What’s striking about this novel is how funny it is. Dee’s situation is desperate, no doubt, but her telling of the story is leavened by eye-rolling, sarcasm, silly jokes, and pratfall comedy. Whether she’s making an early-morning escape from a stranger’s yard in which she accidentally parked or charming a state trooper to avoid having to cough up a driver’s licence, Dee’s sardonic delivery is perfect. A brave, resourceful young woman, Dee is observant, quick thinking, and clearly mature for her age; but those qualities don’t stop her from playing in the pool with Eddie — or put a filter on her potty mouth. Dee is beautifully written, the kind of character that will stick with readers long after they finish the book.

Another striking element of this novel is its frankness about being poor. At least some readers will identify: in this decade, many households live precariously close to financial disaster. The disappearance of Dee’s father (who is clearly a fragile person) suggests how easily any domestic problem — a persistent illness, a mental health breakdown, the abrupt end of a relationship — could bring the façade of “doing just fine” tumbling down around a teenager like Dee. Dee is practical about her poverty; she works around it, but it’s always present, always threatening, and eventually it leads to a frightening scene in which Dee and Eddie are chased by a “creeper.” Alert readers may perceive how little control Dee has over her situation, despite her careful choices; here, the author raises an intriguing critique, inviting readers to ask bigger questions about an individual’s circumstances and outsiders’ judgements.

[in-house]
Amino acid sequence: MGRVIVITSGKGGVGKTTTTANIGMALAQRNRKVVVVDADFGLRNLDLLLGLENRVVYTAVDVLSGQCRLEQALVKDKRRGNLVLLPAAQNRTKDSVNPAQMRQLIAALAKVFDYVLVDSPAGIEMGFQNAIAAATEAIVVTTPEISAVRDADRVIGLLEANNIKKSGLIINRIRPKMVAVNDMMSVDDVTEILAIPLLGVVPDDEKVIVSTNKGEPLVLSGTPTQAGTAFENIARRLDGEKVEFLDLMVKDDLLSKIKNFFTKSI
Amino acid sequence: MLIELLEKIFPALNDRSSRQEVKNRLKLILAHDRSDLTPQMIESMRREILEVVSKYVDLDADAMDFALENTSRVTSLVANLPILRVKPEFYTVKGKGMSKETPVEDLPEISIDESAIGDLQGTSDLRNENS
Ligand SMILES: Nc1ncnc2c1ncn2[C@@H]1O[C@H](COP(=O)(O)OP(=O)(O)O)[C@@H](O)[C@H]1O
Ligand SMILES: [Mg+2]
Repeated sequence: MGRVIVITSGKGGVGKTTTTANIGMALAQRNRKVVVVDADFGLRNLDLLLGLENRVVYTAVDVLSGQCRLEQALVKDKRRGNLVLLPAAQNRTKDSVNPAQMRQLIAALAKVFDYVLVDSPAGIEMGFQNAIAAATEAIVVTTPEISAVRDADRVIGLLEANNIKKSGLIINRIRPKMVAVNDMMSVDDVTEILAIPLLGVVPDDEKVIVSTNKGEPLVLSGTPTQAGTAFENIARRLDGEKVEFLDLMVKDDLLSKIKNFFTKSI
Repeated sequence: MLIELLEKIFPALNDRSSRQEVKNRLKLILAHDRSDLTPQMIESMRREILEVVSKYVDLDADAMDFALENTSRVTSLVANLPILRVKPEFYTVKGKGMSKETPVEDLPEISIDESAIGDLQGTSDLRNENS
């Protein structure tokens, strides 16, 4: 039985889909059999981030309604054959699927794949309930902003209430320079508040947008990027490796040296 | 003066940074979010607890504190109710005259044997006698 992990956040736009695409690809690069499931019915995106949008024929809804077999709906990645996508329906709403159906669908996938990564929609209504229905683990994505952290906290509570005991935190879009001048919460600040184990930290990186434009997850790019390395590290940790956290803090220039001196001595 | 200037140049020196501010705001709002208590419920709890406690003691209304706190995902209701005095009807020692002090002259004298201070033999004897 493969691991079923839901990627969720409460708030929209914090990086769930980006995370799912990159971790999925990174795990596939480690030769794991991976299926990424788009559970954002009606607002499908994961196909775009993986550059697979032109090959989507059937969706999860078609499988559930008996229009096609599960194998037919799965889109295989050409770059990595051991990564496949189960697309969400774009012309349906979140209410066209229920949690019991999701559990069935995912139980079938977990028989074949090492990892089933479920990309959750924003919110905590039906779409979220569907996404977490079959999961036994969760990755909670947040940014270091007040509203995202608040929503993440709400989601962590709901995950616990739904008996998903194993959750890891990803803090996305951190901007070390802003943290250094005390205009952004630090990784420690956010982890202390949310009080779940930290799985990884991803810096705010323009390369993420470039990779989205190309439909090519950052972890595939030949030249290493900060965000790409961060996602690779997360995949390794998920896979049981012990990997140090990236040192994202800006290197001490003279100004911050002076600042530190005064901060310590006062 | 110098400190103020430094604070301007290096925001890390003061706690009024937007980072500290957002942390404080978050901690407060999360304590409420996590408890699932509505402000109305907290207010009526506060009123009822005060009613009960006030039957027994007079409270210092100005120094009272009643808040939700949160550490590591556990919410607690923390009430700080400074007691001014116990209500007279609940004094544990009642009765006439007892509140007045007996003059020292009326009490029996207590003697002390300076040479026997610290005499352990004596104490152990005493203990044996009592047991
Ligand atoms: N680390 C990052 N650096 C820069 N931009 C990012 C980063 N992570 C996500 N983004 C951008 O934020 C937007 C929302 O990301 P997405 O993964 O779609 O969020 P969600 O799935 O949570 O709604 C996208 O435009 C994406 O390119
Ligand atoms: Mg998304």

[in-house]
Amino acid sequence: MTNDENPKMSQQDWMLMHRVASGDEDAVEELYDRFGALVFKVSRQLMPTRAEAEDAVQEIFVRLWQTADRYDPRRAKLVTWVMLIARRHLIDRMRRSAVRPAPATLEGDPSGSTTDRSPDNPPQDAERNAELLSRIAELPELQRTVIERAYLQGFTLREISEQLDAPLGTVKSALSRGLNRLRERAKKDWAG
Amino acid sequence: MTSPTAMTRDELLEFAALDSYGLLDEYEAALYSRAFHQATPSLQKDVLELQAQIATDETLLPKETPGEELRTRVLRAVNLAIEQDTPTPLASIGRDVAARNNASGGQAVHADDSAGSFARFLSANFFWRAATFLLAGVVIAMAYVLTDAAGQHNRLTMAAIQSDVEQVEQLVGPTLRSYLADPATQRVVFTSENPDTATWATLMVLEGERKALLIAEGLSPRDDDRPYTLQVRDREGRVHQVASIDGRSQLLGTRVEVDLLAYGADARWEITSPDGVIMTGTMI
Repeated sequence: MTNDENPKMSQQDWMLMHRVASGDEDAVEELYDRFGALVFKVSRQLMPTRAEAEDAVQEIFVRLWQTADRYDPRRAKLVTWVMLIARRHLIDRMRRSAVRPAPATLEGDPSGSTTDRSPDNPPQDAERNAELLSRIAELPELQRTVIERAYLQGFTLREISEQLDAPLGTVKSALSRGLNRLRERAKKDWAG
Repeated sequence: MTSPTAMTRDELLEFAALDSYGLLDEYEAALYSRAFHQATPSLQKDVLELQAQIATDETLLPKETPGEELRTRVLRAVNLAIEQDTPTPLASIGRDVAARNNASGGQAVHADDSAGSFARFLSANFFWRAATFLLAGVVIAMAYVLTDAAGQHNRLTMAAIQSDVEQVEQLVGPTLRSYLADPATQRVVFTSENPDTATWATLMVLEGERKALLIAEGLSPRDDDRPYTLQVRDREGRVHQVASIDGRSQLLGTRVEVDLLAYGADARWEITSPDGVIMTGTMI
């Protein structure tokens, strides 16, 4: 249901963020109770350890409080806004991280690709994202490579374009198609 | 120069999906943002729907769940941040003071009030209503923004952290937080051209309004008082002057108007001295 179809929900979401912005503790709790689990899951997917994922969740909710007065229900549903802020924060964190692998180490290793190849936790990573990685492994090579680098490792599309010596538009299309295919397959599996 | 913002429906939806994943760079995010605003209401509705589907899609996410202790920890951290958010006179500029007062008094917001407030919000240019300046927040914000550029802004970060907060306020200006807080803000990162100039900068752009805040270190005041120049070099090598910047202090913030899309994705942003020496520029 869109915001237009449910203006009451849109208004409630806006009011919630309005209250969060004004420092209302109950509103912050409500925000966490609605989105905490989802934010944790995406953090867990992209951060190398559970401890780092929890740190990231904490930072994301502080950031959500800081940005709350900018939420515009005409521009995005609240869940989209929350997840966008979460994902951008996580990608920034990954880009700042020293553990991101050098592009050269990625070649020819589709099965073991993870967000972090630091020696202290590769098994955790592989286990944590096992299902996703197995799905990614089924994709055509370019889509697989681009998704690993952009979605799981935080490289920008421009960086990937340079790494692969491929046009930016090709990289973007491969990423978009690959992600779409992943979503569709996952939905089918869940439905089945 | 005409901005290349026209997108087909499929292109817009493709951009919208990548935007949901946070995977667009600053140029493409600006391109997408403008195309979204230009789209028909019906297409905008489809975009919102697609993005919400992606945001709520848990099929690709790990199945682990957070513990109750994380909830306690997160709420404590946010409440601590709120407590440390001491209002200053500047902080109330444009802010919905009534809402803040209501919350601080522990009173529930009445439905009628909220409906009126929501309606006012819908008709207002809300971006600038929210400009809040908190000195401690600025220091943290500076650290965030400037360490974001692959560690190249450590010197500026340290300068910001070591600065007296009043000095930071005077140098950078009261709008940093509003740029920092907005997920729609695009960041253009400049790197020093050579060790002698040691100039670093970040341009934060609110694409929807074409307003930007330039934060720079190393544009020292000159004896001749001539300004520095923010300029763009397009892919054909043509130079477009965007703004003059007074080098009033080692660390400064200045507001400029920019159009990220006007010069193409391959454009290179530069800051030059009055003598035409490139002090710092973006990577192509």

The novel ends hopefully, but not happily. The future for Dee and Eddie is far from certain, despite the timely arrival of their Auntie Pat. Alison Hughes leaves the novel ambiguously resolved, yet ambiguity is the more believable — and, frankly, more satisfying — ending.

Hit the Ground Running is an excellent choice for teen reading groups and for classroom libraries, as well as public and school libraries. Readers are sure to enjoy following Dee on her helter-skelter road trip to Canada. I certainly did!

 

This review was originally published in Resource Links, October 2017.

 

Review: Those Who Run in the Sky

by Aviaq Johnston
Inhabit Media, 2017

Those Who Run in the Sky is the haunting, lyrical story of Piturniq, a boy on the edge of manhood whose life is overturned when he learns his destiny is to be a shaman. A gifted hunter and a much-admired leader, Pitu finds himself stranded during a blizzard, his sled dogs, tools, and packed food gone. Can he survive the tests of the spirits? Will he ever see his beloved mother or his intended bride again?

It was such a pleasure to read this coming-of-age novel by young Inuk writer Aviaq Johnston. The story is captivatingly told, and the novel has an almost hypnotic voice; it was a book I read in a single sitting because it was so eerie and beautiful. Strands of the Inuit worldview are woven into the story, and people, objects, and ideas are referred to by Inuktitut names, immersing readers in Pitu’s reality from the first page (the glossary, including pronunciations, will help readers negotiate the language). Illustrations by Toma Feizo Gas add a further layer of drama and beauty to the text.